A decade of pandemic planning was ignored despite knowing millions could die in UK

One of the main lies contained in parliament’s recent inquiry report on the UK government’s pandemic response is that no-one in power could have foreseen the COVID pandemic that hit Britain in early 2020. The inquiry claimed that mistakes were made because all previous planning assumed that Britain would face a flu pandemic.

The report by the House of Commons health and social care and science and technology select committees, “Coronavirus: lessons learned to date,” states in the very first paragraph of its executive summary, “The UK’s pandemic planning was too narrowly and inflexibly based on a flu model which failed to learn the lessons from SARS, MERS and Ebola.”

The report cites the testimony of former Chief Medical Officer for England, Professor Dame Sally Davies. In paragraph 19 of the chapter “Pandemic preparedness”, Davies states, “We all, in the UK, US and Europe, as experts and in policy, had a bias to flu, and planning for flu and diseases that had already occurred. As I look back, going back to [flu preparedness exercise] Winter Willow [held in 2007], which was well before my time, and the national risk assessment, we underestimated the impact of novel and particularly zoonotic diseases.”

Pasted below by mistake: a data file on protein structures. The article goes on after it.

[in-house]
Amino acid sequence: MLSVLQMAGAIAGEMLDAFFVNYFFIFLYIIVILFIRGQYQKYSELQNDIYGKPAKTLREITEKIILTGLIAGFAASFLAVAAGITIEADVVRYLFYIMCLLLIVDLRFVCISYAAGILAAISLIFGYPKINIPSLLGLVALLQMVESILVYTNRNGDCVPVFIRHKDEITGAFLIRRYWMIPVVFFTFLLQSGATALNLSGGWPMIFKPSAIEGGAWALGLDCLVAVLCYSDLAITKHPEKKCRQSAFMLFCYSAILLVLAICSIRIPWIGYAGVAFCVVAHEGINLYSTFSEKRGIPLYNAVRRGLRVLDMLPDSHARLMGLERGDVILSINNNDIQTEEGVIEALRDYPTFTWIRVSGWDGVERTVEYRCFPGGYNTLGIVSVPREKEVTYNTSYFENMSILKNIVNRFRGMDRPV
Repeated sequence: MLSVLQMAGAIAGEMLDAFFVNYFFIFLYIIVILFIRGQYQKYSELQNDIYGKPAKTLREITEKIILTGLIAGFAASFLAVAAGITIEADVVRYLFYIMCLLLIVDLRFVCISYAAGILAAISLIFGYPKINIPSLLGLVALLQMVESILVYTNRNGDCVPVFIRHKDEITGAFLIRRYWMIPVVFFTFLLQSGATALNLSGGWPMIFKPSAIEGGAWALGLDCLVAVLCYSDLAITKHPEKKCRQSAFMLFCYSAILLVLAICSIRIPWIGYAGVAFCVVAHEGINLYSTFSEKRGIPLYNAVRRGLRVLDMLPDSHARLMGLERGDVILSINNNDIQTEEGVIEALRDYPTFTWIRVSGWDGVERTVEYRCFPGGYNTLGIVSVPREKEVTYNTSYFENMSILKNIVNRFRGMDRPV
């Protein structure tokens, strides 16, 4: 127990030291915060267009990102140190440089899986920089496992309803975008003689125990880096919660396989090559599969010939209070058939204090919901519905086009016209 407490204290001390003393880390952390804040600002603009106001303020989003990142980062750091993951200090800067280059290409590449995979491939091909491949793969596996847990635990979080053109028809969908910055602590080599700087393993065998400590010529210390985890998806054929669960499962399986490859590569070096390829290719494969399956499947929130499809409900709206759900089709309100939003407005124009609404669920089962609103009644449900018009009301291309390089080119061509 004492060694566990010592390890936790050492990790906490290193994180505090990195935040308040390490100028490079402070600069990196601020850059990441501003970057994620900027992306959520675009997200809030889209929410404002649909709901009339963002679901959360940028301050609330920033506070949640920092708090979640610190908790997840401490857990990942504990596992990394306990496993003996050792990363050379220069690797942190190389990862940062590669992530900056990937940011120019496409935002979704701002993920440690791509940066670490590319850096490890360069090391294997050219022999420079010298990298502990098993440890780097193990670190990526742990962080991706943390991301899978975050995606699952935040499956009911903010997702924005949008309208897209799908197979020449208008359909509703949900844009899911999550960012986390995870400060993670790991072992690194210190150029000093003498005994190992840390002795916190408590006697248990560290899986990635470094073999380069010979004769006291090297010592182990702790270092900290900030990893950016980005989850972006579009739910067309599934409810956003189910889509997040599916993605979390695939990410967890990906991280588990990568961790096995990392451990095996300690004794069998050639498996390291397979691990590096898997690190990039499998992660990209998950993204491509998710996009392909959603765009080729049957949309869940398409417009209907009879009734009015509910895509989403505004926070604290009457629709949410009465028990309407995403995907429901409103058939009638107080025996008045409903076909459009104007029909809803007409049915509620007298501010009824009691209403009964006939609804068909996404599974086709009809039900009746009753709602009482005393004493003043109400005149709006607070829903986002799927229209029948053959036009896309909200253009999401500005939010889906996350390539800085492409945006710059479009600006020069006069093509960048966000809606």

In paragraph 27, Davies states, “Quite simply, we were in groupthink. Our infectious disease experts really did not believe that SARS, or another SARS, would get from Asia to us. It is a form of British exceptionalism.”

Given that the British government had conducted, going backed several decades, numerous exercises to simulate a pandemic, and that many of these were in the public domain, the document cannot just ignore them.